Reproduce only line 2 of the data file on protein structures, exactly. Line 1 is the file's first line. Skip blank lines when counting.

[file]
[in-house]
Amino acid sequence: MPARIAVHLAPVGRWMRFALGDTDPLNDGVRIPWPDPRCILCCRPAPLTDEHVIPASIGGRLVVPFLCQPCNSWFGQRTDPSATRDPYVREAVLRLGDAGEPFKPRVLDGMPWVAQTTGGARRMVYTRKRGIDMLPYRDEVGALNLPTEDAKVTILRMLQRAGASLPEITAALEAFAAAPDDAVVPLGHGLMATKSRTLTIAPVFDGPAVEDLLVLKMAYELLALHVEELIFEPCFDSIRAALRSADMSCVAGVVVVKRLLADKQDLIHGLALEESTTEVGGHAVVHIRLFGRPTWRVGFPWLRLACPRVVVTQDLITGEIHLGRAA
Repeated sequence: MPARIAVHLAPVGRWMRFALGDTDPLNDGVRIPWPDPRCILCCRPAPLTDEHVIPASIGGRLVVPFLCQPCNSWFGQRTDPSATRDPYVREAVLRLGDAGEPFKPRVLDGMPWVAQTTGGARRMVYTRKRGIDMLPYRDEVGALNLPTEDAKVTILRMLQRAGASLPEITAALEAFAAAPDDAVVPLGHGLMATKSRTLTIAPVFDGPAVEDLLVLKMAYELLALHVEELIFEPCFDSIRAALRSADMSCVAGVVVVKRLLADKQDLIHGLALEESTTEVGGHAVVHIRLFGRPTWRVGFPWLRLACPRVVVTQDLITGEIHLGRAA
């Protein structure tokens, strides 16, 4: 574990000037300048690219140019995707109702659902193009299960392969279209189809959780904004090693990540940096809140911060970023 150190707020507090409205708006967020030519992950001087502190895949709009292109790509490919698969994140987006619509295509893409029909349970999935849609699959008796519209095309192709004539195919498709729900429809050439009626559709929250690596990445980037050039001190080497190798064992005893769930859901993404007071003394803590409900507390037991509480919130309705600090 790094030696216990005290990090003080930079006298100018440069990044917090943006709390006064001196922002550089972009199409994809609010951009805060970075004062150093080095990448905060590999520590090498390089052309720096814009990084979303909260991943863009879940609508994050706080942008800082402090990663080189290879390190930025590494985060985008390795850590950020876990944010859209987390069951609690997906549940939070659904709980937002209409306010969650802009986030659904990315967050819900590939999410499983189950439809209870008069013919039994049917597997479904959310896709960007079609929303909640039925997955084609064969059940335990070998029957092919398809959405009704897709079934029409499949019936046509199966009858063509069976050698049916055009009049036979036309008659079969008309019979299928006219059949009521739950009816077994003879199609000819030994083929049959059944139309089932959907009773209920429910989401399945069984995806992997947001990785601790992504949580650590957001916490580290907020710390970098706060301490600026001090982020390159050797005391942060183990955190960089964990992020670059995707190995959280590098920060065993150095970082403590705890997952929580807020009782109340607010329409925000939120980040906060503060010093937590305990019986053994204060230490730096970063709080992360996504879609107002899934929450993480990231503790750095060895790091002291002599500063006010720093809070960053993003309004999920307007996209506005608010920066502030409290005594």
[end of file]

Amino acid sequence: MPARIAVHLAPVGRWMRFALGDTDPLNDGVRIPWPDPRCILCCRPAPLTDEHVIPASIGGRLVVPFLCQPCNSWFGQRTDPSATRDPYVREAVLRLGDAGEPFKPRVLDGMPWVAQTTGGARRMVYTRKRGIDMLPYRDEVGALNLPTEDAKVTILRMLQRAGASLPEITAALEAFAAAPDDAVVPLGHGLMATKSRTLTIAPVFDGPAVEDLLVLKMAYELLALHVEELIFEPCFDSIRAALRSADMSCVAGVVVVKRLLADKQDLIHGLALEESTTEVGGHAVVHIRLFGRPTWRVGFPWLRLACPRVVVTQDLITGEIHLGRAA